"Did you see the EMU ranch?" They said. "The EMUs scattered every which way when we passed over." I concluded that they had much more confidence in their engine and fuel supply than I did and had been flying "Nap of the Earth", perhaps trying to avoid enemy radar.

All of the people who were there to help and fly, Dan Mauk, Doug Wenger, Tre' Groschell and Glider Babe, (Opps, I'm a sexist pig!) I mean, Linda Wacht, were standing and waiting. I explained why I was late, lying and claiming that the tower had put me on hold and I had been circling for hours. "Well, lets get the show on the road.", I said, looking around for my truck and Loris.

I had lost radio contact with Loris almost seconds after I took off. Loris was driving the truck and supposed to be following me. I expected him to beat me there, but he hadn't made it. I had forgotten to give Loris precise directions on how to get to the airport, and I had visions of him arriving in Decatur or Oklahoma City and asking where the airport was. Dan called Loris on the cellular phone in the truck, and Loris assured us that he was only 10 minutes away.

About 30 minutes later, he actually arrived, and we unloaded. The air was already hot, and the Dac was not running totally smoothly, so we put off doing aerotows and decided to focus on scooter tow. We soon noticed that the predicted winds were from the north, so we moved the previous nights setup around to the opposite direction, and started towing. The first thing we noticed was that with no wind, the paraglider was hard to inflate and launch. After several launch failures, I figured I needed to be wind dummy, and tried a launch myself. No luck, the canopy wouldn't come up. I mumbled something about needing winds, then thought. I was sure we were doing something different than we had previously. Sure enough, light throttle pressure until the pilot got the canopy straight overhead was all it took and Linda and I immediately got several successful tows. We got the hang glider going and got a few tows in with it as well. Pretty soon, we had a number of spectators and other pilots standing around asking questions.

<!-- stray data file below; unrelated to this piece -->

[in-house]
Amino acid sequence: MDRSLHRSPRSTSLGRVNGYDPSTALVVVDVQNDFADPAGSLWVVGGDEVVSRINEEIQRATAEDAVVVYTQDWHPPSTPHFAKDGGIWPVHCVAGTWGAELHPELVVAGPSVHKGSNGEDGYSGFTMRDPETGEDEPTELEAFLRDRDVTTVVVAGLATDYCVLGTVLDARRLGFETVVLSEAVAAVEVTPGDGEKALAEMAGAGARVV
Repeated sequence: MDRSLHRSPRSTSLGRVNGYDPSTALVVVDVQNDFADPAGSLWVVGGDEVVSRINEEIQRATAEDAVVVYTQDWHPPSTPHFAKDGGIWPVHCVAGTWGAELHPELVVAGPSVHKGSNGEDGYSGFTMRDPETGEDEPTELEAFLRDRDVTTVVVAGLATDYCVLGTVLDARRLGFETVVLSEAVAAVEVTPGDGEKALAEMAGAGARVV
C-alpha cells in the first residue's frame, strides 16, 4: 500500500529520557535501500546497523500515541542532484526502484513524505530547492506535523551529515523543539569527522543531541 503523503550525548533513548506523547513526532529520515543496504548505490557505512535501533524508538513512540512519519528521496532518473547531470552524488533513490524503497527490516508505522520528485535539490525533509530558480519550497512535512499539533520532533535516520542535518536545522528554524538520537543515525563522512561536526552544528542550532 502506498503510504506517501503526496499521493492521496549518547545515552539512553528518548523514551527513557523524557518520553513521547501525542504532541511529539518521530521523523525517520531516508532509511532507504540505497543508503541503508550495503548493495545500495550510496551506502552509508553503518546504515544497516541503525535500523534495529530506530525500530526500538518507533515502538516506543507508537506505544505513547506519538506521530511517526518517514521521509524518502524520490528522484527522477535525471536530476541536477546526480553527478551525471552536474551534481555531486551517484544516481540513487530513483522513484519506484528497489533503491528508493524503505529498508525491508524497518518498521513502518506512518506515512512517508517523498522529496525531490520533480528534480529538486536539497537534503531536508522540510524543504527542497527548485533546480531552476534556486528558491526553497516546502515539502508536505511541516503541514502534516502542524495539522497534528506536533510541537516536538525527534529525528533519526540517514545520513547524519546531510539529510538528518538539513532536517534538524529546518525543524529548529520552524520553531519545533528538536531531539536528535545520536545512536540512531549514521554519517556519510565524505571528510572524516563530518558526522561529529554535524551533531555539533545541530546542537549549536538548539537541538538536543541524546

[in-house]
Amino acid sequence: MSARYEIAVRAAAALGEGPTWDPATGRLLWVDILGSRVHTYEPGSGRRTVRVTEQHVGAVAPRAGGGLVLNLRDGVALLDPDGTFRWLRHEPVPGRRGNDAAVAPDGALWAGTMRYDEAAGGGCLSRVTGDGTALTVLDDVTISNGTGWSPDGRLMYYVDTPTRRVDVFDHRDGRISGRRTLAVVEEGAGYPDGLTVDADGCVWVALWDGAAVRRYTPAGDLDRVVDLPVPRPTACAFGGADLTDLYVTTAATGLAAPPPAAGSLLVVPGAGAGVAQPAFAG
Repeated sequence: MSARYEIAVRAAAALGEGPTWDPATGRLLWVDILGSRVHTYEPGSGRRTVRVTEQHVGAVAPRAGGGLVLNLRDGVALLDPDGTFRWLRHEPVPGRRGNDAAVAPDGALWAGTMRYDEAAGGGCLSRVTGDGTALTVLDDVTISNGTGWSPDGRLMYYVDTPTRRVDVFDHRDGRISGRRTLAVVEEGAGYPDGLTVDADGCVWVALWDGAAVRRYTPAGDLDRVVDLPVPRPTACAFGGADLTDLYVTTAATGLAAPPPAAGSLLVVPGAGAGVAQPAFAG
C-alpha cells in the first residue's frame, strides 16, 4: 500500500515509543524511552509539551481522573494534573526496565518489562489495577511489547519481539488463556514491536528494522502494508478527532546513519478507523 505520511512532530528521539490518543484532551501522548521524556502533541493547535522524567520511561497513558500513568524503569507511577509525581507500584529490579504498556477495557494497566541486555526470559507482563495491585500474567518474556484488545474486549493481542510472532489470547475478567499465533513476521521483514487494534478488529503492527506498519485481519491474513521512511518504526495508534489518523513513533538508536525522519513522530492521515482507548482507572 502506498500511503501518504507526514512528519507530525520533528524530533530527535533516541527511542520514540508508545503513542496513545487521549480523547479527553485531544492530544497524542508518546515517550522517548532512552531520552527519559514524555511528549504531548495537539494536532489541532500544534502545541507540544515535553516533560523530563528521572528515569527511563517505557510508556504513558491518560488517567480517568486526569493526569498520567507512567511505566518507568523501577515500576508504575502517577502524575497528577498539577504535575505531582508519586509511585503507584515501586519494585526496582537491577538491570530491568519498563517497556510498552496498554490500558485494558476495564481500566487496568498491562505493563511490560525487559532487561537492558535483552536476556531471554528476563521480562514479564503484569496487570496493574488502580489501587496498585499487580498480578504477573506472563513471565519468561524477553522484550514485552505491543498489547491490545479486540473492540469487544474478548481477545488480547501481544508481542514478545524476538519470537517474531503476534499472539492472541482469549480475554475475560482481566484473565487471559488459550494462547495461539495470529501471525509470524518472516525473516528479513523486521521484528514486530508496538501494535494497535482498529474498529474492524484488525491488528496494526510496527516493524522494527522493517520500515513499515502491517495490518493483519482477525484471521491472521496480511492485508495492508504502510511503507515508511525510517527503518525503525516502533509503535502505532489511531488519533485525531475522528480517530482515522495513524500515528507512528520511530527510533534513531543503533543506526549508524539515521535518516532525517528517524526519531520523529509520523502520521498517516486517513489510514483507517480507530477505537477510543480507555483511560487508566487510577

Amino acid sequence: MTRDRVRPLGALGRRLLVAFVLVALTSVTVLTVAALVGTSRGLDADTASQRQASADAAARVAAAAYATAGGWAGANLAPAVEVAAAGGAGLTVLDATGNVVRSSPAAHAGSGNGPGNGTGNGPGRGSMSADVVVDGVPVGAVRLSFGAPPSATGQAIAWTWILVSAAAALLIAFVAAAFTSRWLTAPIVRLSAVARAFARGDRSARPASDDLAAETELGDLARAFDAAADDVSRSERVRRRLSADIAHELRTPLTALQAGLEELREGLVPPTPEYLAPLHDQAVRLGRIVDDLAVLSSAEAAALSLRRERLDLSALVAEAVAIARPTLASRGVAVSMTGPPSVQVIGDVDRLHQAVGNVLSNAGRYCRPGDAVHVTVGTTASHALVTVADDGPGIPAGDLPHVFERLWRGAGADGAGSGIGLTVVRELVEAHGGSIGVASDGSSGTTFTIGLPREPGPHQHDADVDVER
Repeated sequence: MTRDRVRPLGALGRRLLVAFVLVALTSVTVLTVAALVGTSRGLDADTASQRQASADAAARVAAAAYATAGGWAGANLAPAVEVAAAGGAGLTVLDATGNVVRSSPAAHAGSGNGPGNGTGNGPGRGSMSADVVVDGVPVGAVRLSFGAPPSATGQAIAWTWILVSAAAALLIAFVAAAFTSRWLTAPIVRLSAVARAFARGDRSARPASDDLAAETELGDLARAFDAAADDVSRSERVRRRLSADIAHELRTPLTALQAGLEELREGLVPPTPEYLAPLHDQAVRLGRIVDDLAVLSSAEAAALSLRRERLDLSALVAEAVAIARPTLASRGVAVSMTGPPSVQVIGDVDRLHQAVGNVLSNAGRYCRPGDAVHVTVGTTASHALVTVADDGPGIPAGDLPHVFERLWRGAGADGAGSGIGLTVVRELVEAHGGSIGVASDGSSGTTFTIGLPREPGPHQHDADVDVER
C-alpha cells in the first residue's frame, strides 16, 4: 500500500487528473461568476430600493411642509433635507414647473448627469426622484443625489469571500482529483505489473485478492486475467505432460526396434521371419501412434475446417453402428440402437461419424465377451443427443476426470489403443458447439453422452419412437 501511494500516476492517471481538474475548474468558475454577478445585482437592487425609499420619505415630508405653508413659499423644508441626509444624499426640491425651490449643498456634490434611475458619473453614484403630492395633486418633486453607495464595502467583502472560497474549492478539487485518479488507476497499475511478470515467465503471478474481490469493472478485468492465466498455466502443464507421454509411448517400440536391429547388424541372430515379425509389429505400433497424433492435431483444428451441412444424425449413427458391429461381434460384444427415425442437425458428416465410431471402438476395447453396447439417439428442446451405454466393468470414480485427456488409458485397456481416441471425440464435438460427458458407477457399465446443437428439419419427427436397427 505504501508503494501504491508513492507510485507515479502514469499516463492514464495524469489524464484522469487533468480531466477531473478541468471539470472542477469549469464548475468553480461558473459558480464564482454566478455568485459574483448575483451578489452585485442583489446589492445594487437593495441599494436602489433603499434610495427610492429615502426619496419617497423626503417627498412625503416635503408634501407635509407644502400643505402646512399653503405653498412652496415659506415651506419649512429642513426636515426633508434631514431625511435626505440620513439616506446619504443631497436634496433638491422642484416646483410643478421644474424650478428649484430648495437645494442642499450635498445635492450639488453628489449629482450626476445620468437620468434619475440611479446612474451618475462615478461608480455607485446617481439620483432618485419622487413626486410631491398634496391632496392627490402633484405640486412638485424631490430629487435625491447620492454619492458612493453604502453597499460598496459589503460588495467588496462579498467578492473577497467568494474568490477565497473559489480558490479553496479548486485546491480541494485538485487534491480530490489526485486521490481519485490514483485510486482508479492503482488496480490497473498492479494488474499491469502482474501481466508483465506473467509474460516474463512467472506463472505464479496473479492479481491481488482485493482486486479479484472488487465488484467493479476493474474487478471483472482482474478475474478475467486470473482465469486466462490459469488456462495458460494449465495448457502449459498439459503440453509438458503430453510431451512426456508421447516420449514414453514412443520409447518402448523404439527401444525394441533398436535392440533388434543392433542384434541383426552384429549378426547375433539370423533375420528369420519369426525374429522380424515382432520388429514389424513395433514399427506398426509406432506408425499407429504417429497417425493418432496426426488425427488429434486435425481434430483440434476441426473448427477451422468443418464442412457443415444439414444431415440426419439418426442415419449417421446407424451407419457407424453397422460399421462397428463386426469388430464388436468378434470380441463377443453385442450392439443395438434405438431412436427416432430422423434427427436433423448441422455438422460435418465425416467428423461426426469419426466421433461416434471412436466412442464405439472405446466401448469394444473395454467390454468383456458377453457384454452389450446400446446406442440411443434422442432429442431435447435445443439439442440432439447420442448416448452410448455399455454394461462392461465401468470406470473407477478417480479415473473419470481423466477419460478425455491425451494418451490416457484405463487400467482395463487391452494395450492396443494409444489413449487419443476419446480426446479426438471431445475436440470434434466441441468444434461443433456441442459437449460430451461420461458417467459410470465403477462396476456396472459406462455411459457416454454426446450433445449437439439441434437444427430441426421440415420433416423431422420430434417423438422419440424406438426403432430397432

Almost immediately, a HG pilot walked up who was from Seattle, now living near Fort Worth. He told me that he didn't know that it was possible to hang glide in the Dallas/Ft. Worth area. Immediately we towed up another pilot, just to prove it was possible. Next, up walked two of my former students, a father and son, who had tried paragliding and were ready to try again. Mean-while, the father had bought a trike and was flying it. We had visitors like this all day, people who had never hang glided and wanted to try, and those who had started once and wanted to try again. A common story, "I took a lesson in '86' but I didn't think that there was much way to fly around here so I didn't keep going."

All, in all, we were getting as much attention as the ultralights. Among the ultralights, my Pterodactyl attracted it's share. People would walk over and say, "That looks like something the Wright Bros. flew", or "I can see why it's called a Pterodactyl, sure looks old" or just "This sure is a weird looking aircraft" Among the cognoscenti, the Pterodactyl got some respect, as they knew that it was a 15 year old design which had won the ultralight national championship the last two years running. There, the questions centered around the Cuyuna engine which had a totally undeserved reputation for unreliability. I told them how I was using it for aerotow and they walked away impressed.

We planned to do an aerotow demonstration that evening, but a storm was building off in the distance, and strangely, it rained heavily in the exposition area while we only received a few drops just a few hundred yards away. We decided to put off the aerotow until the next day, and finished off the day with scooter tow.

The next morning, Loris and I arrived at 8 AM, ready to do an aerotow, but no one was there. I wasn't going to do a tow with an inexperienced pilot, so we were waiting for Doug to show. Finally, he did show up, and we set up and did one aerotow. The flyin rules restricted us to a maximum of 500 ft. and besides, I could see by the rpm of the engine that my reduction drive was slipping so we didn't do another. I just restricted myself to flying the Dac solo around the pattern just to prove to people that such an ungainly looking aircraft could never-the-less fly well.

Gary Sheer showed up, and helped for most of the day. I finished off the day by towing Gary twice on my Pulse 11 meter. Been a while for him too. Oh well, them H4/instructor types never forget.